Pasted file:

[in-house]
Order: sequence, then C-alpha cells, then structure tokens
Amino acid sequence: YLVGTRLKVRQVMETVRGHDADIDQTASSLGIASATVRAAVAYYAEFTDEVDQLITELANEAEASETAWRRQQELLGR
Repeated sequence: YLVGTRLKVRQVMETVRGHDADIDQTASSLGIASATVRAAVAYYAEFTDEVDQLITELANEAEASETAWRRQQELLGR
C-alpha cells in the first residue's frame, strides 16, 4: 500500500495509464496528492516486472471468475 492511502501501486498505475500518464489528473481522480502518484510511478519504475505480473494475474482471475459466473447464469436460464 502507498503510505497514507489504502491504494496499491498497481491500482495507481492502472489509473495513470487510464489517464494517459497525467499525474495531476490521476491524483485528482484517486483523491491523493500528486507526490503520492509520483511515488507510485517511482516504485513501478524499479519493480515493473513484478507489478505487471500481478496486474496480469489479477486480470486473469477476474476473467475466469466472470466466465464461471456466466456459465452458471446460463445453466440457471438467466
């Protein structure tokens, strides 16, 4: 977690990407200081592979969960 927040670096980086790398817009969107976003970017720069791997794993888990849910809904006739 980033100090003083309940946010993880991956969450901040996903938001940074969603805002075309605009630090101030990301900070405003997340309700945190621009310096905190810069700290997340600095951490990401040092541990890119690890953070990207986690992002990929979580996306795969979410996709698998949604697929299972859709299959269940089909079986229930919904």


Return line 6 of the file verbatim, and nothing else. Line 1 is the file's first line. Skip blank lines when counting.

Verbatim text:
């Protein structure tokens, strides 16, 4: 977690990407200081592979969960 927040670096980086790398817009969107976003970017720069791997794993888990849910809904006739 980033100090003083309940946010993880991956969450901040996903938001940074969603805002075309605009630090101030990301900070405003997340309700945190621009310096905190810069700290997340600095951490990401040092541990890119690890953070990207986690992002990929979580996306795969979410996709698998949604697929299972859709299959269940089909079986229930919904």